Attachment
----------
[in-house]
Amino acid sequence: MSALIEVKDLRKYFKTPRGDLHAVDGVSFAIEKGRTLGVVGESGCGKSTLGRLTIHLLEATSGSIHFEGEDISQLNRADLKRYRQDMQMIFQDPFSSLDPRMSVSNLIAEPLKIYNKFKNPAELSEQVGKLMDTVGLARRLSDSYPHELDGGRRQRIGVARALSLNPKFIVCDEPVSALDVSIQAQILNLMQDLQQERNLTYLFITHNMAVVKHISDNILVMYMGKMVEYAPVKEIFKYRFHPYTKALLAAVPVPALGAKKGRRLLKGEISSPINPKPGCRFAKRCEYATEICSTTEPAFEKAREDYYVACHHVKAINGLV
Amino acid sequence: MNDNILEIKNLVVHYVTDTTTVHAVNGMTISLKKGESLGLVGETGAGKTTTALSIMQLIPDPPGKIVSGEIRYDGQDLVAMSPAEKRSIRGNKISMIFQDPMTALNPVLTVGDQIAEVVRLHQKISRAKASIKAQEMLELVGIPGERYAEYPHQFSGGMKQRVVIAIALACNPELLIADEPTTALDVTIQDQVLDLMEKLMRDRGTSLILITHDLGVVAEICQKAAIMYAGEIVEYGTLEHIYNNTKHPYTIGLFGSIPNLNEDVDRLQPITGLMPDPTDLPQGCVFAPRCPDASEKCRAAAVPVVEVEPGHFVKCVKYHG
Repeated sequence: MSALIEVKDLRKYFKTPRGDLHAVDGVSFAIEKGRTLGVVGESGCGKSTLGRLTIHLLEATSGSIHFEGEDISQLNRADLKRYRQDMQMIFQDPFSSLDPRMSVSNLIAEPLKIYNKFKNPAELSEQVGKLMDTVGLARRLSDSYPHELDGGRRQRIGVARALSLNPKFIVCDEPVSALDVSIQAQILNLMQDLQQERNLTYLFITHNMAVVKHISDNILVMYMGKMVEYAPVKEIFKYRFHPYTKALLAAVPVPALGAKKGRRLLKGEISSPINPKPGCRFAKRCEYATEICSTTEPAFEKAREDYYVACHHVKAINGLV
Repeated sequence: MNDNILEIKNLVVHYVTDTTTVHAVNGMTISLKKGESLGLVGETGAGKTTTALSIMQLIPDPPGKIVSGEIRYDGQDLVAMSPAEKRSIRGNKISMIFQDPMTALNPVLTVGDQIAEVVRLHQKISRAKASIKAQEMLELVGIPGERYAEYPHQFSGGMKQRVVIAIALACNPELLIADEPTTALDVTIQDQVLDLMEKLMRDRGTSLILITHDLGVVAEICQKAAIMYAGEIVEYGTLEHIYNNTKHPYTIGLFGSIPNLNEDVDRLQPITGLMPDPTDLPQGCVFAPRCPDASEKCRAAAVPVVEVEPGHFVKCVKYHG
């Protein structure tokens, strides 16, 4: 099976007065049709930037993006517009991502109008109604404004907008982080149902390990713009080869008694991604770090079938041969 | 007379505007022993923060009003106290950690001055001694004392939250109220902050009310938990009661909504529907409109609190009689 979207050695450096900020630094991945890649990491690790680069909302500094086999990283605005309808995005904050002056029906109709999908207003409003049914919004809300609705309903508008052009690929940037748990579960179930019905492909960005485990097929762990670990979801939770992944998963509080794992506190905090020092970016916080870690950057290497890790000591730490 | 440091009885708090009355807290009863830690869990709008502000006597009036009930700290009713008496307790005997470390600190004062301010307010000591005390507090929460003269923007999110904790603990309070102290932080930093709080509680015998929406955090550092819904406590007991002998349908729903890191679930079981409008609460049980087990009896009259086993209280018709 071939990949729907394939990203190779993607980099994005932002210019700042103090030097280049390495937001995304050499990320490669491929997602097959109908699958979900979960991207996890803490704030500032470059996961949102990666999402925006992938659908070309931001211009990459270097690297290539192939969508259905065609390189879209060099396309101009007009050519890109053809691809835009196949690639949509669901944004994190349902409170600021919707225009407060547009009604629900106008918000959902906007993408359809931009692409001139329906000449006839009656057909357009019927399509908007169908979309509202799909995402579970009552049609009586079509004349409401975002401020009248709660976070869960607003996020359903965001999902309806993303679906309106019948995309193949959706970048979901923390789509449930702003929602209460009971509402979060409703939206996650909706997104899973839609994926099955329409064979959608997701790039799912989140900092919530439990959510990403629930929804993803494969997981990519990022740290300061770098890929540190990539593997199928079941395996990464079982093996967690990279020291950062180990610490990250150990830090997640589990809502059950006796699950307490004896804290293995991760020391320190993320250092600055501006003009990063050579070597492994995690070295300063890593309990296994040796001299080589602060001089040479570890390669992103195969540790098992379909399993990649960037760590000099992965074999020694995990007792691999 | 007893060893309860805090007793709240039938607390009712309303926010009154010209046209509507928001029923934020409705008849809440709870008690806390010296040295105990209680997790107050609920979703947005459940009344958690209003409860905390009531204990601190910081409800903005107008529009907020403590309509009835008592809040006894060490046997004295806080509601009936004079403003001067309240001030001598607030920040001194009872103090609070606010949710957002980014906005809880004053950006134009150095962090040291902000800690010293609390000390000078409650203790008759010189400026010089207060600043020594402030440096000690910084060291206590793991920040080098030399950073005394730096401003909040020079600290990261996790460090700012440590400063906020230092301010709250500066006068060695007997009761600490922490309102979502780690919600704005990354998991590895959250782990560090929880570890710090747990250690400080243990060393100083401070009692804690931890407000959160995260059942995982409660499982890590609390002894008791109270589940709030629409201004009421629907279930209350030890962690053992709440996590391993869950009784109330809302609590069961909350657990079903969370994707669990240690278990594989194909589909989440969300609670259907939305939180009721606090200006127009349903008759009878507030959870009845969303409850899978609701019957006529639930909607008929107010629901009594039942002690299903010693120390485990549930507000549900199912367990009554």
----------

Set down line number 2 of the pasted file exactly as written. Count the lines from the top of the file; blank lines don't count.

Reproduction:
Amino acid sequence: MSALIEVKDLRKYFKTPRGDLHAVDGVSFAIEKGRTLGVVGESGCGKSTLGRLTIHLLEATSGSIHFEGEDISQLNRADLKRYRQDMQMIFQDPFSSLDPRMSVSNLIAEPLKIYNKFKNPAELSEQVGKLMDTVGLARRLSDSYPHELDGGRRQRIGVARALSLNPKFIVCDEPVSALDVSIQAQILNLMQDLQQERNLTYLFITHNMAVVKHISDNILVMYMGKMVEYAPVKEIFKYRFHPYTKALLAAVPVPALGAKKGRRLLKGEISSPINPKPGCRFAKRCEYATEICSTTEPAFEKAREDYYVACHHVKAINGLV